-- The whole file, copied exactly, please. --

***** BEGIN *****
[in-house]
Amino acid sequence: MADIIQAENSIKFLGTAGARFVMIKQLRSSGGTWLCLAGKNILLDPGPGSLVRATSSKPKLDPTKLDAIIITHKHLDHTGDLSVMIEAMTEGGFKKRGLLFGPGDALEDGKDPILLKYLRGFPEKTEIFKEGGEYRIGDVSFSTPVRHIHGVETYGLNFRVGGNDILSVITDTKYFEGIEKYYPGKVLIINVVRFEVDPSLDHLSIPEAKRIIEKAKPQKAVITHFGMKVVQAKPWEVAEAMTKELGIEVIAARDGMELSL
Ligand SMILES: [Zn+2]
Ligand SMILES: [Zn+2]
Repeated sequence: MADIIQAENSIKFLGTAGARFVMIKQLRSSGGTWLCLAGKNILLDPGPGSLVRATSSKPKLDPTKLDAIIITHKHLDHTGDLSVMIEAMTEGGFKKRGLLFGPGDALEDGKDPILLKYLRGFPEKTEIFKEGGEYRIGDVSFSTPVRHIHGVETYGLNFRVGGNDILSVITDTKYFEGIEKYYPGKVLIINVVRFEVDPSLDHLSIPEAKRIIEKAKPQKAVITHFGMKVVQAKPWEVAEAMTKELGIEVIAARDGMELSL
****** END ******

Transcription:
[in-house]
Amino acid sequence: MADIIQAENSIKFLGTAGARFVMIKQLRSSGGTWLCLAGKNILLDPGPGSLVRATSSKPKLDPTKLDAIIITHKHLDHTGDLSVMIEAMTEGGFKKRGLLFGPGDALEDGKDPILLKYLRGFPEKTEIFKEGGEYRIGDVSFSTPVRHIHGVETYGLNFRVGGNDILSVITDTKYFEGIEKYYPGKVLIINVVRFEVDPSLDHLSIPEAKRIIEKAKPQKAVITHFGMKVVQAKPWEVAEAMTKELGIEVIAARDGMELSL
Ligand SMILES: [Zn+2]
Ligand SMILES: [Zn+2]
Repeated sequence: MADIIQAENSIKFLGTAGARFVMIKQLRSSGGTWLCLAGKNILLDPGPGSLVRATSSKPKLDPTKLDAIIITHKHLDHTGDLSVMIEAMTEGGFKKRGLLFGPGDALEDGKDPILLKYLRGFPEKTEIFKEGGEYRIGDVSFSTPVRHIHGVETYGLNFRVGGNDILSVITDTKYFEGIEKYYPGKVLIINVVRFEVDPSLDHLSIPEAKRIIEKAKPQKAVITHFGMKVVQAKPWEVAEAMTKELGIEVIAARDGMELSL